NHC gives 98L a 10 percent chance of developing into at least a tropical depression by Wednesday and a 40 percent chance by Saturday.
Another disturbance, 97L, was located a few hundred miles west of the Cape Verde Islands in the central Atlantic, marked by a band of only moderately strong convection. Much like 98L, 97L will be passing over warm 27-28°C waters by Tuesday within a relatively moist atmosphere (midlevel RH of 55-60%), but it will be hindered by even stronger wind shear (15-25 knots through Wednesday).
NHC gives 97L a 10 percent chance of developing into at least a tropical depression by Wednesday and a 40 percent chance by Saturday. If it develops, 97L will likely end up recurving out to sea long before getting to the western Atlantic.
Perhaps most troublesome by the end of this week could be the broad area of disturbed weather located over the southeast Caribbean on Monday. Although unimpressive for now, this disorganized complex of convection is expected to gradually organize as it moves west toward the western Caribbean. NHC gives this system a near-zero chance of development through Thursday but a 40% chance between Thursday and Saturday.
The storm formerly known as Linda sweeps into Hawaii
Although it is now classified as a remnant low by the Central Pacific Hurricane Center (CPHC), what was once category 4 Hurricane Linda was making its presence felt in Hawaii on Monday.
As it moved westward, ex-Linda continued to boast a well-organized low-level circulation on Monday, evident in satellite loops, with pockets of 30-knot wind evident on ASCAT scatterometer imagery. Phase space diagrams from Florida State University showed on Monday that Linda still had a symmetric, warm-core circulation. As recently as Sunday night, satellite imagery had shown a cluster of strong thunderstorms holding their own on the north side of ex-Linda (see Figure 6 above). However, all deep convection was gone from Linda by Monday morning. Had the convection not vanished, there would have been a reasonable case for redesignating the storm as Tropical Depression Linda. (In the area served by NHC, a tropical cyclone can officially persist for as long as 18 hours after the disappearance of convection before being considered a remnant low.)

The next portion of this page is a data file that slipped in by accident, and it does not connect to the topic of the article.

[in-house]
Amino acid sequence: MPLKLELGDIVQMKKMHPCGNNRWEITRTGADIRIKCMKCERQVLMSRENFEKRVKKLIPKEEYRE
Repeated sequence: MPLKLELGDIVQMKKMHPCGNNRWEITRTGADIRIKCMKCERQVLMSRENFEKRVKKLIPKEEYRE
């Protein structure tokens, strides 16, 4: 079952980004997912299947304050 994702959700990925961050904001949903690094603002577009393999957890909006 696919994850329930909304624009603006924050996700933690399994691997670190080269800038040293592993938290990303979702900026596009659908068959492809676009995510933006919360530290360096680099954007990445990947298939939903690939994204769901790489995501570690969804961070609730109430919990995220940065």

Ex-Linda’s center will pass over or just south of Oahu on Monday afternoon, August 23. A flash flood watch was in effect for the entire state of Hawaii. Linda’s remnants were predicted by the National Weather Service office in Honolulu to bring widespread 2-4” rains with isolated totals of up to 10”. The islands will also face winds of up to 30 mph, with some gusts as high as 50 mph, especially on the northern side of ex-Linda’s circulation. “The smaller islands from Molokai and Lanai to Kauai appear to be in direct line to experience strong and gusty winds, along with heavy rainfall and thunderstorms that could potentially produce flash flooding,” the NWS/Honolulu office wrote in its forecast discussion at 4 a.m. HST Monday.
Overall, ex-Linda could bring as much wind and rain to parts of Hawaii as Henri brought to New York and southern New England.
Linda had developed into a tropical storm on August 10 in the Eastern Pacific and was classified as a remnant low by CPHC on August 20. It’s easy to see how Linda’s circulation has held together so well into Hawaii: Linda survived longer than expected after it evolved into a powerful annular hurricane – the type dominated by a large eye and a single robust ring of convection that gives it a truck-tire appearance. Annular storms are typically among the most resilient and the most resistant to weakening of all tropical cyclones.